by Carol Denney
Trying to talk to people about anti-homeless laws is like entering a hall of mirrors.
Whether you’re trying to talk about the original laws proposed by Berkeley Councilmember Linda Maio and the Downtown Berkeley Association (DBA), and provisionally passed by the City Council on March 17, 2015, or Maio’s middle-of-the-night amendments on June 30, 2015, or the growing mountain of laws targeting “problematic street behavior” in cities nationwide, the discussion tends to indiscriminately group very different individuals into a single category.
Rowdy high school kids, drunks, junkies, recently evicted families, homeless women, people recently released from jail, panhandlers, youth, the LGBT population, people with dogs, people too poor to afford the Bay Area’s skyrocketing rents, people who threaten others, people who urinate in public, people with mental illness, people traveling through town for a concert or job prospect, and people with a lot of belongings to shepherd through town with no legal place to go, all get discussed as though they are all the same.
It’s dizzying. The composite picture in the minds of people who promote anti-homeless laws is a predictable nightmare. It’s as though all the groups in the preceding paragraph were put in a bag, shaken together and merged into one, and the ensuing discussions, even honest efforts to find common ground, get shipwrecked because nobody is having the same discussion.
Bathrooms are a great example. The DBA, with no particular objection from the City Council, is well on its way to succeeding in avoiding having a public bathroom in the BART Plaza redesign despite its being the best, most logical place for a public bathroom in the downtown area.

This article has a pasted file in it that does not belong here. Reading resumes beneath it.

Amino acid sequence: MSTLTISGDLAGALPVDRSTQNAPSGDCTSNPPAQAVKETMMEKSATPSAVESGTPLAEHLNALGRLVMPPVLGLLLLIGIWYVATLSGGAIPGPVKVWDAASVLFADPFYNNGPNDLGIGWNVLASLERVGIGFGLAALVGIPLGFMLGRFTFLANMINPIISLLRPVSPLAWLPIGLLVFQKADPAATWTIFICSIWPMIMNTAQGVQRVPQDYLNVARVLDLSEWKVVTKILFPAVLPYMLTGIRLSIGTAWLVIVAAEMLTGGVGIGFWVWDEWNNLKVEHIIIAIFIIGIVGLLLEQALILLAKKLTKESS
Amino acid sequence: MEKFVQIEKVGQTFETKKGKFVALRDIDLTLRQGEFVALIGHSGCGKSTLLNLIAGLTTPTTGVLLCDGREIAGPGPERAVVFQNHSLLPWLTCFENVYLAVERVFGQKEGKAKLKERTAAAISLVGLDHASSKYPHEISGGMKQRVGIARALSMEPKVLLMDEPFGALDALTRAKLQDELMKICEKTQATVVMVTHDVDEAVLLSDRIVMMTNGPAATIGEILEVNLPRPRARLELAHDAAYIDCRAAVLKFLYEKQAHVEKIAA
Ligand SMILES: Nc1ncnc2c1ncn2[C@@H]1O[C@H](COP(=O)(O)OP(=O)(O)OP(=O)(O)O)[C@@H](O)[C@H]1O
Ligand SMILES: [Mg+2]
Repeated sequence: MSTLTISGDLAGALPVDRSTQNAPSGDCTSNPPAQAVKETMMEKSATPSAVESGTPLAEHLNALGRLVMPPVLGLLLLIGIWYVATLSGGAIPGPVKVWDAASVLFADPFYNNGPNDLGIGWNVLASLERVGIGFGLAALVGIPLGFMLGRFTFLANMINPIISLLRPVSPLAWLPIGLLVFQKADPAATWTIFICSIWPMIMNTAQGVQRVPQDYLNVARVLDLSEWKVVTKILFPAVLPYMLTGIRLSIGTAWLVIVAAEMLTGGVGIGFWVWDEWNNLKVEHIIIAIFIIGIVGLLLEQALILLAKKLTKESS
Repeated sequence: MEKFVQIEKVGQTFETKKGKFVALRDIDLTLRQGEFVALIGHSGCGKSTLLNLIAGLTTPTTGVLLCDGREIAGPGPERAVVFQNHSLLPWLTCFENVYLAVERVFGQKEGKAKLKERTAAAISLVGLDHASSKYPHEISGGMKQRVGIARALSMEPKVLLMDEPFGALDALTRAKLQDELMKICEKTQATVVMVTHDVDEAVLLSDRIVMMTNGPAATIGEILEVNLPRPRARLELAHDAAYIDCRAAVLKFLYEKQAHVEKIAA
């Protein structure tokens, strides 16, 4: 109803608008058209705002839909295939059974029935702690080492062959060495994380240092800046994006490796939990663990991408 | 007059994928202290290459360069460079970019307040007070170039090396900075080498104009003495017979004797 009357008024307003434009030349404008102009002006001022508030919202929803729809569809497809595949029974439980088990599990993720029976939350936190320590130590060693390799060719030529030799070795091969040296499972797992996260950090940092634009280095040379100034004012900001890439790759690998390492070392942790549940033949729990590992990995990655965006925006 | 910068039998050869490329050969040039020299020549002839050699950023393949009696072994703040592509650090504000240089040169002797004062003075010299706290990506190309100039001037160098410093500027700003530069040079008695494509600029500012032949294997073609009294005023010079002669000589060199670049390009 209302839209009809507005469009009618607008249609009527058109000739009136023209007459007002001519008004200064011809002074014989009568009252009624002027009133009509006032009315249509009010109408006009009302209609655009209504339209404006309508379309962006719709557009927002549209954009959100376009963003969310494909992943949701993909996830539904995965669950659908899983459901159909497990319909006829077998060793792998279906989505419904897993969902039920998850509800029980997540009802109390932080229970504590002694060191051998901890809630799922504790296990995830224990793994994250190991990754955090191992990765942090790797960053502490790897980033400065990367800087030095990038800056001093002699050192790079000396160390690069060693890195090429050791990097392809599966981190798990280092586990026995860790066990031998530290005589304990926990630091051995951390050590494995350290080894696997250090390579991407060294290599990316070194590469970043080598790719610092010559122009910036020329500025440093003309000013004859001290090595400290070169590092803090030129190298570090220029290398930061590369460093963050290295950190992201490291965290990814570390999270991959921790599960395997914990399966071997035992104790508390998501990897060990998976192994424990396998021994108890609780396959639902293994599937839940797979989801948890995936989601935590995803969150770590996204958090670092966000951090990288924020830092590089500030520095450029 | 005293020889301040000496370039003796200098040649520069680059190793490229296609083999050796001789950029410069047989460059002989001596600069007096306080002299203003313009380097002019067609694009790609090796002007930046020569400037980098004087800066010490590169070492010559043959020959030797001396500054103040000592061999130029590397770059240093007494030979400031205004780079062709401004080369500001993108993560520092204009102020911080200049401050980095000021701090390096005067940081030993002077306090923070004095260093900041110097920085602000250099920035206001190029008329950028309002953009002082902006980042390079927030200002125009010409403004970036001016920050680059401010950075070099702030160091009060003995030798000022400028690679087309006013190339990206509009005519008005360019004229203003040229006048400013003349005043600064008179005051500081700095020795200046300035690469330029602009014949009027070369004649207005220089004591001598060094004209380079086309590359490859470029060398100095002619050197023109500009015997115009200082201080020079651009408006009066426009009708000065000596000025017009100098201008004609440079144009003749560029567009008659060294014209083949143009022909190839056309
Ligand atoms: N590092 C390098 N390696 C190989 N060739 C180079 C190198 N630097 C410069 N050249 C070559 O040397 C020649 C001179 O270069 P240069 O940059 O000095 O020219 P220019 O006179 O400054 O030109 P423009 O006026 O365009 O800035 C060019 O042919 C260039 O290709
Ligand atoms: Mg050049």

The DBA scrambles to look pro-bathroom in public by promoting BART’s opening its bathrooms (closed as a security risk after 9-11), and promoting the idea that city garages and other out-of-the-way places could take up some of the slack.
But in private documents, they call bathrooms “an attractive nuisance” and recommend against them despite the obvious irony of DBA CEO’s John Caner’s very public and very indignant complaints about the inevitable result.
Let’s have the same discussion about the same issues. Many of the issues we’d like to solve as a community are easy to solve. And perhaps the easiest, in theory, is housing our working class and poor.
If all development going forward were dedicated to addressing our crisis in low-income housing instead of being a parlor game played by politicians on behalf of wealthy developers who are generous around campaign time, we would have a healthy head start.
We could have housed all of our poor and homeless residents — a relatively small number — long ago. Let’s get started.